I'm new in EEG signal classification. Studying the literature on this topic, I wonder why the EEG signals are divided in epochs, so, instead of classifying the whole signal all at once, we usually classify "windows" of signal, splitting the original one. I searched in the literature for a possible explanation, but I find nothing which answers to my question.


2 Answers 2


Basically, to perform a spectral analysis. Take a look to this: http://support.ircam.fr/docs/AudioSculpt/3.0/co/Window%20Size.html

I do not know if you refer to some specific approach, but usually, the main EEG classification approaches use frequency analysis (also combined with temporal analysis) to extract the features that will be used to train the classifier or infer the prediction.


  • $\begingroup$ ok, but if I decide to do only temporal analysis (so no window is needed)? Why in the literature the epochs are still used? $\endgroup$
    – volperossa
    Dec 8, 2020 at 11:00
  • 1
    $\begingroup$ If you do a temporal analysis, I guess you can use the whole signal depending on your signal processing techniques. $\endgroup$
    – Arritmic
    Dec 8, 2020 at 18:11
  1. Compute-expense: recordings may be tens if not hundreds of thousands of samples long with multiple channels. One either runs out of memory, or heavily downsamples at layer 1, which loses too much information before the NN can do much with it.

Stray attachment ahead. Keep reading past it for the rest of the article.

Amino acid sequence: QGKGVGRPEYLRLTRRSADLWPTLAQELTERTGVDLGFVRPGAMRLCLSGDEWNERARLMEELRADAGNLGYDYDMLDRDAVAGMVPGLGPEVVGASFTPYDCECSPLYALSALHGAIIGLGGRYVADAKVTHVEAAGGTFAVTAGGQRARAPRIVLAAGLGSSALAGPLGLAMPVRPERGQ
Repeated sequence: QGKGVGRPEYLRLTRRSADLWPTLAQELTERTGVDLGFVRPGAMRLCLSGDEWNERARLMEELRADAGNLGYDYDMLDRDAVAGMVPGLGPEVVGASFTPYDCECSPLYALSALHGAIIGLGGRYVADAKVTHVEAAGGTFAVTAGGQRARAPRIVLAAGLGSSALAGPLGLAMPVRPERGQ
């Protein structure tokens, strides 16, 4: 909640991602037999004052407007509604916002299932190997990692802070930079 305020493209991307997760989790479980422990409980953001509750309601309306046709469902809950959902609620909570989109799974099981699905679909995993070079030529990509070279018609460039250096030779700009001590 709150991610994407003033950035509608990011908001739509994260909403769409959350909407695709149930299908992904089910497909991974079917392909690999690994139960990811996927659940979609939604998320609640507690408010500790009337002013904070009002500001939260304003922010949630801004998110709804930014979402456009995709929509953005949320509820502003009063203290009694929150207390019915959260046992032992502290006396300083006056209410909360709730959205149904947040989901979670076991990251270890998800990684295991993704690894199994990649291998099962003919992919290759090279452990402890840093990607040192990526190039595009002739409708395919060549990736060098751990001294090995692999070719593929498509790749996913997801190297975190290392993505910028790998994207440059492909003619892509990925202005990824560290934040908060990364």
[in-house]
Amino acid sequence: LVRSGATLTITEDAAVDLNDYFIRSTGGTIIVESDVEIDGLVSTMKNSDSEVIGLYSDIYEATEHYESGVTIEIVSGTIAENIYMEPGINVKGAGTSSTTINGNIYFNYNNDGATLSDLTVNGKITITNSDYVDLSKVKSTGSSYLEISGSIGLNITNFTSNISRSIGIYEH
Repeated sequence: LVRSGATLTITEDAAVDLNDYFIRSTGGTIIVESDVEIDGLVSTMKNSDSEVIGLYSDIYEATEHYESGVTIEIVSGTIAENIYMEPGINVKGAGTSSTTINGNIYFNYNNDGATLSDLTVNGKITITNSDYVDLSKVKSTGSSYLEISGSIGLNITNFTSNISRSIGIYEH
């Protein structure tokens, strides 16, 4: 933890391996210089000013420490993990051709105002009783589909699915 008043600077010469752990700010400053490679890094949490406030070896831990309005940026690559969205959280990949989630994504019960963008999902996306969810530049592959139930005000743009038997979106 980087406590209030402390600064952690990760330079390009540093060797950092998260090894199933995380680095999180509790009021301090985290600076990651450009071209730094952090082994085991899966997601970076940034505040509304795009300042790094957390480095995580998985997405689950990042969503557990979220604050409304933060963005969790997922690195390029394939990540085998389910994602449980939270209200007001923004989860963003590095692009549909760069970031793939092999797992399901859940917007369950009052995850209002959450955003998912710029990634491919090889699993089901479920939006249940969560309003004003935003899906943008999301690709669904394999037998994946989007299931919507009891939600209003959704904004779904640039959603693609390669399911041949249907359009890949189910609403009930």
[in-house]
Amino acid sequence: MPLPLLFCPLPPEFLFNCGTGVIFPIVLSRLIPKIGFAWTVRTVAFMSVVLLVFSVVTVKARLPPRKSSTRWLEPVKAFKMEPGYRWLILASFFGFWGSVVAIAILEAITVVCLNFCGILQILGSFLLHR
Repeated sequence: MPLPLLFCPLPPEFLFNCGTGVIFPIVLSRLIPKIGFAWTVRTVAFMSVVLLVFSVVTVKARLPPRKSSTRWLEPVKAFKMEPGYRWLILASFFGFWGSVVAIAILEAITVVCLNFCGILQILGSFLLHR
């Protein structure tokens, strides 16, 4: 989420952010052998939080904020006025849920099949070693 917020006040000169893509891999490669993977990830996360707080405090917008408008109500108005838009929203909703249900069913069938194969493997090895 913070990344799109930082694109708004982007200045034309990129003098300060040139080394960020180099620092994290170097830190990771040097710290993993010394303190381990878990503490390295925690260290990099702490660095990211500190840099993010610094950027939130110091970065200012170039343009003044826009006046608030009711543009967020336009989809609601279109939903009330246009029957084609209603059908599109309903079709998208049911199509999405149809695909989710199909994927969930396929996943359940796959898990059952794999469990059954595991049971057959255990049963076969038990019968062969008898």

2. Data augmentation: for e.g. classification, if you have a 10 minute segment belonging to same class, splitting it in two gives you twice as many training samples
  3. Feature localization: small kernel length convolutions are generally preferred, which may better extract time-localized information than global - unless one explicitly increases receptive field with more layers and strided convolutions (like in WaveNet).
  4. Stability with networks that suffer gradient problems for very long sequences, like RNNs. More info doesn't help if a net can't learn from it (see e.g. here).

There's nothing that says we must divide up a signal, however; depending on compute-resources, amount of available data, and architecture design, feeding all at once can outdo divisions (since presumably the network is exposed to more relevant information at once).


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